Juuling at Dartmouth: Addiction renewed and reimagined

by Gigi Grigorian | 2/9/18 2:50am

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by Tiffany Zhai / The Dartmouth Senior Staff

This article was featured in the 2018 Winter Carnival Issue.

With the increasingly common use of Juul e-cigarettes at the College, Dartmouth students have bought into a trend that is spreading across college campuses.

Tanya Shah

Juuls are small, sleek-looking electronic devices, and users purchase and place disposable, nicotine-filled Juul pods inside their devices. According to the company website, one Juul pod allows the user about 200 puffs, and it is considered to be equivalent to one pack of cigarettes. The Juul was originally produced by Pax Labs until the company separated in 2017. Dartmouth alumnus Tyler Goldman ’88 was the chief executive officer of Pax Labs and Juul from August 2016 until December 2017.

In a recent survey conducted by The Dartmouth through Pulse from Jan. 29 to Feb. 7, of the 862 College students who responded to the survey, 11 percent use a Juul “often” or “very often,” while another 10 percent reported that they use a Juul “sometimes.”According to the survey, 82 percent of students at the College know what a Juul is; 10 percent of Dartmouth students reporting that they own one; and 41 percent of Dartmouth students report having used a Juul.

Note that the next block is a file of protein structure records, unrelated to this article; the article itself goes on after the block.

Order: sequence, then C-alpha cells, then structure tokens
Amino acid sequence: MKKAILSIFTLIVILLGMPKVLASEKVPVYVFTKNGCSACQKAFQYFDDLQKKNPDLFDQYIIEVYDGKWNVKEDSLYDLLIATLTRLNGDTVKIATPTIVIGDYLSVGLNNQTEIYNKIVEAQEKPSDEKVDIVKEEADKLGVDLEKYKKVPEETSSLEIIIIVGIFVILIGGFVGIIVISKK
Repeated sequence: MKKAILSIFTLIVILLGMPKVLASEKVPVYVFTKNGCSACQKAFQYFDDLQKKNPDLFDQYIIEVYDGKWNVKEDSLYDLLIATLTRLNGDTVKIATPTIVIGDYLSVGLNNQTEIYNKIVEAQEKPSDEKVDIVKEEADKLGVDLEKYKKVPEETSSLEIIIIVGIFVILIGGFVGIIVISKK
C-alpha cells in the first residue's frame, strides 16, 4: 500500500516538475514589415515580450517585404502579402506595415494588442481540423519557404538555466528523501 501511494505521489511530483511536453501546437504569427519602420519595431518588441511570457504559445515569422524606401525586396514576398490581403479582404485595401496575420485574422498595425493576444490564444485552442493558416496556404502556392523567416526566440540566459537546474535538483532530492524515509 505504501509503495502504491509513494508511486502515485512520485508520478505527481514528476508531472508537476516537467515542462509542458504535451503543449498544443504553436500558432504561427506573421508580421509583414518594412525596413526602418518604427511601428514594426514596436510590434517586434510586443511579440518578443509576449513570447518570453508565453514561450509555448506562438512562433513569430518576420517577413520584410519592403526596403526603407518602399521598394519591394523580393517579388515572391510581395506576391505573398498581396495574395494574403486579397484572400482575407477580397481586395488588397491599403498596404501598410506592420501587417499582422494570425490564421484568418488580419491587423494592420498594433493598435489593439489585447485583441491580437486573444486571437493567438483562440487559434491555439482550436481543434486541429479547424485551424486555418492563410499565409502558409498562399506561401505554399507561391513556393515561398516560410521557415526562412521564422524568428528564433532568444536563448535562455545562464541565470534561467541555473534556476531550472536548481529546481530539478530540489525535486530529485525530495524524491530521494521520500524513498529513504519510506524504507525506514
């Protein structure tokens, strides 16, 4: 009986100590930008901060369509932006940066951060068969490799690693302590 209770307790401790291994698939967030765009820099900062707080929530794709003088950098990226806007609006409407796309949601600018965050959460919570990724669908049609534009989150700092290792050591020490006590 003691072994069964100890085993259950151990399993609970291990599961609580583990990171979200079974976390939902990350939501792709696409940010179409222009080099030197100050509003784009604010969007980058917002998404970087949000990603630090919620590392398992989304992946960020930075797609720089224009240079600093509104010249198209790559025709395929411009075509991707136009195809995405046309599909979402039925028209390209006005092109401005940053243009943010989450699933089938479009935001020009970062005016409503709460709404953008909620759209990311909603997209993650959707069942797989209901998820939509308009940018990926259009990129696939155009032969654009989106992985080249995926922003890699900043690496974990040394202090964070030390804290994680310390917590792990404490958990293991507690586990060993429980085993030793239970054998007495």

Juuls have witnessed a rapid growth in the United States since their release in 2015. These e-cigarettes are among the most popular vaping devices, holding about 33 percent of the e-cigarette market share as of December 2017.

Juuls have become especially common on college campuses. The University of Illinois’ student newspaper, The Daily Illini, published an editorial in October 2017 warning against the increasingly popular use of Juuls, describing it as an “epidemic.” The Washington Square News, New York University’s student newspaper, also reported in the influx of Juuls on campus, noting their use around campus and inside dorms despite the university’s smoking ban.